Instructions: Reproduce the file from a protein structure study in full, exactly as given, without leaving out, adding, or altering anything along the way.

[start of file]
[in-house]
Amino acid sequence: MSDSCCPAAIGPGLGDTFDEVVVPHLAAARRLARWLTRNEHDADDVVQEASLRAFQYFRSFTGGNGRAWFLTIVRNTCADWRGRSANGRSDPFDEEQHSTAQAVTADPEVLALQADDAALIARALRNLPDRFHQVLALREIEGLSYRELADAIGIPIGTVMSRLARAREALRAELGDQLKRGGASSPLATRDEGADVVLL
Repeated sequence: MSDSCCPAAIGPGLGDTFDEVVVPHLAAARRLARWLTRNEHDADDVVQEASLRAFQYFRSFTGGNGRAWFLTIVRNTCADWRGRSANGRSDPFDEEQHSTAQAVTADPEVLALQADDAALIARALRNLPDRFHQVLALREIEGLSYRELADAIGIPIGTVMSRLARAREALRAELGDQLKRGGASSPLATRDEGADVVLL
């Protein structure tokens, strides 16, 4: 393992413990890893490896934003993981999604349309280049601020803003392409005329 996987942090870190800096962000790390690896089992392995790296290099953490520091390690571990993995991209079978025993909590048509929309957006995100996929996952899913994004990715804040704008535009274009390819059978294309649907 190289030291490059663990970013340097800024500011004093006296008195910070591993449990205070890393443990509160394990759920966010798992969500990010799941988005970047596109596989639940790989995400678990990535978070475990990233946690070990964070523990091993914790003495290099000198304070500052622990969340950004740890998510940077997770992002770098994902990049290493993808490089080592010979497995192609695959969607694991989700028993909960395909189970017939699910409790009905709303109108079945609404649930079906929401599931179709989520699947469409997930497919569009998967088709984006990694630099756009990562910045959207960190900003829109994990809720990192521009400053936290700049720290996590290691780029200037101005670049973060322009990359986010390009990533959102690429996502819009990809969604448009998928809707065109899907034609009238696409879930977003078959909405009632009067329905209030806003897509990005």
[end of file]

[in-house]
Amino acid sequence: MSDSCCPAAIGPGLGDTFDEVVVPHLAAARRLARWLTRNEHDADDVVQEASLRAFQYFRSFTGGNGRAWFLTIVRNTCADWRGRSANGRSDPFDEEQHSTAQAVTADPEVLALQADDAALIARALRNLPDRFHQVLALREIEGLSYRELADAIGIPIGTVMSRLARAREALRAELGDQLKRGGASSPLATRDEGADVVLL
Repeated sequence: MSDSCCPAAIGPGLGDTFDEVVVPHLAAARRLARWLTRNEHDADDVVQEASLRAFQYFRSFTGGNGRAWFLTIVRNTCADWRGRSANGRSDPFDEEQHSTAQAVTADPEVLALQADDAALIARALRNLPDRFHQVLALREIEGLSYRELADAIGIPIGTVMSRLARAREALRAELGDQLKRGGASSPLATRDEGADVVLL
């Protein structure tokens, strides 16, 4: 393992413990890893490896934003993981999604349309280049601020803003392409005329 996987942090870190800096962000790390690896089992392995790296290099953490520091390690571990993995991209079978025993909590048509929309957006995100996929996952899913994004990715804040704008535009274009390819059978294309649907 190289030291490059663990970013340097800024500011004093006296008195910070591993449990205070890393443990509160394990759920966010798992969500990010799941988005970047596109596989639940790989995400678990990535978070475990990233946690070990964070523990091993914790003495290099000198304070500052622990969340950004740890998510940077997770992002770098994902990049290493993808490089080592010979497995192609695959969607694991989700028993909960395909189970017939699910409790009905709303109108079945609404649930079906929401599931179709989520699947469409997930497919569009998967088709984006990694630099756009990562910045959207960190900003829109994990809720990192521009400053936290700049720290996590290691780029200037101005670049973060322009990359986010390009990533959102690429996502819009990809969604448009998928809707065109899907034609009238696409879930977003078959909405009632009067329905209030806003897509990005």